Inkflow is available free for the iPhone and iPad.
The premium version – Inkflow Plus – has a few more tools.
Inkflow is advertised as a way to make visual notes quickly, but I’ve been using it as a way to paint with my finger on my iPhone.
Here’s a painting I made. I did it from scratch, copying the figure of Madam Butterfly in a poster we have on the wall.
The working area on an iPhone is pretty small of course, but you can pinch the screen open to work within a smaller area of the painting.
This is a test using the latest version of the WordPress iOS app.
There are two problems with the iOS app as far as I can see. One is the size of the uploaded image, which is 205kB. The other is minor, but it’s the strange and meaningless name of the image, which is 20140528-175753-64673987.jpg
Had I used the browser to post the image, I would have been able to use Photoshop and the Save-For-Web feature and the image would have been around 50kB.
When Rachel Carson wrote ‘Silent Spring’
in 1962, people could perhaps claim they
didn’t know about the hidden destruction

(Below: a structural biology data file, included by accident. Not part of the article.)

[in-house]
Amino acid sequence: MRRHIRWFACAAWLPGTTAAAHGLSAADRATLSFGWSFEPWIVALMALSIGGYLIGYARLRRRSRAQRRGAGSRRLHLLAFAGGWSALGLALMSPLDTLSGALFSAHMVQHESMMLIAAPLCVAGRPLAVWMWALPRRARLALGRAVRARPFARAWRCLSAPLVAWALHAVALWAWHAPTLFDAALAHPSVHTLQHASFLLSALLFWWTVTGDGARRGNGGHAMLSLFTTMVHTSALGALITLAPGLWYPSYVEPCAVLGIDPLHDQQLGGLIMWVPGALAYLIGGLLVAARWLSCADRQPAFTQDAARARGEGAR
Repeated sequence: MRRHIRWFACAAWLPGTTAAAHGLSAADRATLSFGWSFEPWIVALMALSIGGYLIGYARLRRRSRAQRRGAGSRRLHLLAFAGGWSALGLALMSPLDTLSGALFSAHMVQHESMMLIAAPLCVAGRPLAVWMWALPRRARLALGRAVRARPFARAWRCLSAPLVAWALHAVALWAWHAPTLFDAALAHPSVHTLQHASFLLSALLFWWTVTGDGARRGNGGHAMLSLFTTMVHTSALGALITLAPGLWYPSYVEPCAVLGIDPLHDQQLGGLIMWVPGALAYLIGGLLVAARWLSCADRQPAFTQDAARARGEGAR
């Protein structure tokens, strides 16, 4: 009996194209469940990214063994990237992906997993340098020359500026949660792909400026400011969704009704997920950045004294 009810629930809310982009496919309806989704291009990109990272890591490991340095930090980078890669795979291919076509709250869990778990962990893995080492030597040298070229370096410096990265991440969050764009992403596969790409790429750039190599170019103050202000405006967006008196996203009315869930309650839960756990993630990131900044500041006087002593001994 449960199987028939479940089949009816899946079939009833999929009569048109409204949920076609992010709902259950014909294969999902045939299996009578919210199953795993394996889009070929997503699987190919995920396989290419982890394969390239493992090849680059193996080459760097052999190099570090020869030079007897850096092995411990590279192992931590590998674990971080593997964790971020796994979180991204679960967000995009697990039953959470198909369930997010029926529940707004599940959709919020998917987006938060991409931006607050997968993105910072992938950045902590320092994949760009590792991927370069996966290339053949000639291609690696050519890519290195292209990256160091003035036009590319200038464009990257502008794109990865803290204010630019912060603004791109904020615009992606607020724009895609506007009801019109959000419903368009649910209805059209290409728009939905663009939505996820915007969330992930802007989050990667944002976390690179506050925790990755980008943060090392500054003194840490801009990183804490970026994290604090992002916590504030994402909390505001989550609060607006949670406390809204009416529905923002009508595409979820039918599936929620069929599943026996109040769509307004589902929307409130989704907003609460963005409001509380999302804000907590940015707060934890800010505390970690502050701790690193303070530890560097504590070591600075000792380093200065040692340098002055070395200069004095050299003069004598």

to the environment, to wildlife.
No one can claim that now.
Rachel Carson was a biologist, so when she spoke, she spoke with authority. Her book Silent Spring told the story of the consequences of man’s interference with the environment.
She showed how insecticides were upsetting the balance of nature in far-reaching ways that served some people but endangered everyone and everything.
I have made a larger size version of poster, suitable for printing up to about twice postcard size.
WordPress.com doesn’t allow zip files to be uploaded, so I have put the file in a Dropbox folder where you can download it and spread it around.
Update 2014: Link now removed.
[My wife Tamara and I designed this poster late last year as part of our contribution to World Animal Day, and it is nice to be able to spread its message again on Rachel Carson’s birthday.]